Your split depends on what your life outside of the gym demands from you sometimes, so technically your workout week may start on a Sunday, Monday, or Tuesday but here’s an example of what that split can look like regardless of when you start, so long as you get your rest days distributed correctly:
- Sunday – Train Heavy
- Monday – Rest / Grow
- Tuesday – Train Volume w/ moderate load
- Wednesday – Train Volume w/ lightest load
- Thursday Rest / Grow
- Friday Train Heavy
- Saturday – Rest / Grown
At the end of the day it’s all about results. Throughout my life of training I’ve seen brutal days where I’ve had to be pushed to working out with virtually no days off, to being able to workout more on my own time and with my own goals in mind…and if it’s one thing I’ve learned, it’s that more isn’t always better.
Your career may demand severe levels of endurance, but even in that career we all know it’s not sustainable long-term…so why not learn how to rest optimally whenever you have a little more control over the gas pedal?
This is why the SUPP UP. workout guides include a range of training days so you can adapt to what’s demanded of you, and what’s best for you.
Forget ego lifts and out-training someone. If you’re doing more training days and they still look and perform better than you, it’s probably time you started focusing on getting real results over bragging rights.
…and I get it – initially, it feels good to push yourself and see just how much you can take, and lifter’s guilt of skipping a day is real…but you have to remember doing too much and eating too little can leave you stuck at a plateau, killing your gains, unable to make real progress, and eventually encountering injury.
I can’t stress this enough, you need your rest days. Your body will thank you for it and you’ll see the results you were previously chasing for months a lot faster if you just give yourself time to recover and grow.
Train Hard, Rest, Be Prepared
Say you have a PFT or a big boxing match coming up. You want to bring your A-game and be injury-free, don’t you?
So naturally, you wouldn’t do anything crazy or exhaustive the day before it. You’d rest up to make sure your mind and your body are really sharp for the event.
Weekly training is no different. You want to be able to give 100% to each workout. Or as anyone who’s familiar with hand-to-hand combat knows, you want to train your body to get to a point where you can workout and if need be, have fuel in the tank to fight whenever, wherever. You need to stay fresh. Fitness and athleticism isn’t just about the workouts – it’s about training, nutrition, supplementation, and rest – a holistic approach, rather than one thing only.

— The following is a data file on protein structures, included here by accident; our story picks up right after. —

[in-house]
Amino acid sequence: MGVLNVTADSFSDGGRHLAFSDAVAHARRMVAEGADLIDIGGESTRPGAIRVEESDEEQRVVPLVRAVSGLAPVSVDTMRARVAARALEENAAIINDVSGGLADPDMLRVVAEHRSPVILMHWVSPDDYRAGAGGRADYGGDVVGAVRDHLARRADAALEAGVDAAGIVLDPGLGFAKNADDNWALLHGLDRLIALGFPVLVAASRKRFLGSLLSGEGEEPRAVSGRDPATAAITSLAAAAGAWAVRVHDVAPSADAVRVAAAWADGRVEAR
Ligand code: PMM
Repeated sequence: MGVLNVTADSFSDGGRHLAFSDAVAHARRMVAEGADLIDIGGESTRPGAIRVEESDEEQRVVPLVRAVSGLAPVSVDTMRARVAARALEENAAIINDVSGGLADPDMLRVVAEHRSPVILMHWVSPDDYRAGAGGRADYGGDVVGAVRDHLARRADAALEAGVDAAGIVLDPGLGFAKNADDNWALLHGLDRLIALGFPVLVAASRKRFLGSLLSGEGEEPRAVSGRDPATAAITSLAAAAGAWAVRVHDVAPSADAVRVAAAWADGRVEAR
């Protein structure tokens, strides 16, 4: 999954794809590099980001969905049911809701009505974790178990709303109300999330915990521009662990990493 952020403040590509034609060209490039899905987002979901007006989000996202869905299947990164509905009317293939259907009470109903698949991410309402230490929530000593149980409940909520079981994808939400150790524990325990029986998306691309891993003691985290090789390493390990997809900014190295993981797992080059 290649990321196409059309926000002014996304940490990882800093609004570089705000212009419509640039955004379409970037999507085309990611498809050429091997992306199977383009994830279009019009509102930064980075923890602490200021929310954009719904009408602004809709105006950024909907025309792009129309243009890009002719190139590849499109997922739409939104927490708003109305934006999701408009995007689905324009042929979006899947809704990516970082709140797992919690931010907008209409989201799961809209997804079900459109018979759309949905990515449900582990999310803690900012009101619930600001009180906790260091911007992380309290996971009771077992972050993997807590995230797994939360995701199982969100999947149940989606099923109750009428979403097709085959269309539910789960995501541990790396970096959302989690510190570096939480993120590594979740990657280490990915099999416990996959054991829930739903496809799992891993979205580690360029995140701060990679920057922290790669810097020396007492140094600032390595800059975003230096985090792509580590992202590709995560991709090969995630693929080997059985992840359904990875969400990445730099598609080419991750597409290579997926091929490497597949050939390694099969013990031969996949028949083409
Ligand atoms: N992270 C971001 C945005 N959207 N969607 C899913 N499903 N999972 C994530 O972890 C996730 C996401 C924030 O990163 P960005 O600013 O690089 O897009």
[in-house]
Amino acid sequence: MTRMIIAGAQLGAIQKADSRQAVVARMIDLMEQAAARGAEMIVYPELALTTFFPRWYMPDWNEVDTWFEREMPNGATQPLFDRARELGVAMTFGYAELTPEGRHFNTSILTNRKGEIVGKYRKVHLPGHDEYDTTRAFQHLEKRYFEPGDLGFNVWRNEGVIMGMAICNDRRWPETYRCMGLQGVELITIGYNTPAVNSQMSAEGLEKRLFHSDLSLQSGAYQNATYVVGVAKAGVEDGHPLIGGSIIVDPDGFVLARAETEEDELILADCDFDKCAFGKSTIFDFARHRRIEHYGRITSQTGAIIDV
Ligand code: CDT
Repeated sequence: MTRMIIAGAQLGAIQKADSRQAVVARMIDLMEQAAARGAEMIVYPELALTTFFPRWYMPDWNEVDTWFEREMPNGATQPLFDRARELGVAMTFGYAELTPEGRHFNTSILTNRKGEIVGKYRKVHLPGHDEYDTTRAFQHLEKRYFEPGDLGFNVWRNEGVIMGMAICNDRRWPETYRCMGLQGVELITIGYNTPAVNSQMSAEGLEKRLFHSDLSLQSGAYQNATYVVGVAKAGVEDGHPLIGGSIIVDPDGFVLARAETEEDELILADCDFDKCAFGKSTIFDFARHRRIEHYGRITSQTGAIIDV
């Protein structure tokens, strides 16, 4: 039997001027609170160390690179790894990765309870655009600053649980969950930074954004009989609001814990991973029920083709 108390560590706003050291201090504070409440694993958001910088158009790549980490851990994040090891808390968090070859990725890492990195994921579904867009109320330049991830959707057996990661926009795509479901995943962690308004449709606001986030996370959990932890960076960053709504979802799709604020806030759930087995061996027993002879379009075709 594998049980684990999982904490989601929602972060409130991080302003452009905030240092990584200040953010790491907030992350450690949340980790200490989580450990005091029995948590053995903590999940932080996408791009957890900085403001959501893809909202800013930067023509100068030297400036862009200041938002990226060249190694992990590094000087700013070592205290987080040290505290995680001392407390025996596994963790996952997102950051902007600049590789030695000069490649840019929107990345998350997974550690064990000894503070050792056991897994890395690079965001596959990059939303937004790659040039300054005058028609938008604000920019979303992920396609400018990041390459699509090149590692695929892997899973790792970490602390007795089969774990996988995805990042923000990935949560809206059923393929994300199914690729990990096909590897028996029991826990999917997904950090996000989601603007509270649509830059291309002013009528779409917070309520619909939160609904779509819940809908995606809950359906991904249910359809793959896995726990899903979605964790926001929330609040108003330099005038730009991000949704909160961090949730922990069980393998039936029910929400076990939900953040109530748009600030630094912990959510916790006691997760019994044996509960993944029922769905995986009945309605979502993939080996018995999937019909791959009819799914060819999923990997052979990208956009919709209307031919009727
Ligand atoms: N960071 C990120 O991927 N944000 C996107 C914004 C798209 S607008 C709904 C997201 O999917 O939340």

Rest is the behind-the-scenes work. Muscle gets built and your body readies itself for peak performance the next day.
For my gearheads out there, you wouldn’t redline your car every single day, give it no gas, no maintenance, and expect it to run the same way a year from now would you? No, so you shouldn’t expect the same from your body either. It’s that simple.
Your body is a powerhouse of biochemical and biomechanical processes. You workouts trigger the biochemical responses that instruct your body to adapt to the demands put on it, and grow. Once this process is initiated, doing more unnecessarily will only diminish what’s in the tank.
We’ve all at some point had crappy workouts – either because life has gotten in the way or maybe we’re bouncing back from a cold. But crappy workouts should never happen because you didn’t take the time out to give your body the rest it needed.
It’s like your car – ignore the signs it needs maintenance and it all builds up, until one day you’re at the mechanic and have to shell out for a huge bill because you didn’t take the time out to do the little things. Is it worth taking short cuts only to have to deal with a bigger problem, or worse, little to no progress down the line? I’m inclined to say no.
If you know you’re working out correctly, the rest is easy – you just have to sit back and let the changes happen without interrupting the process. Sure, this stuff still happens on the days you workout, but in order to get the absolute most out of your workouts, you need to give each workout your all, then spend the rest of your time putting in the work to accelerate recovery and growth on your rest days. It’s about changing the way you perceive things.
That’s all, kids.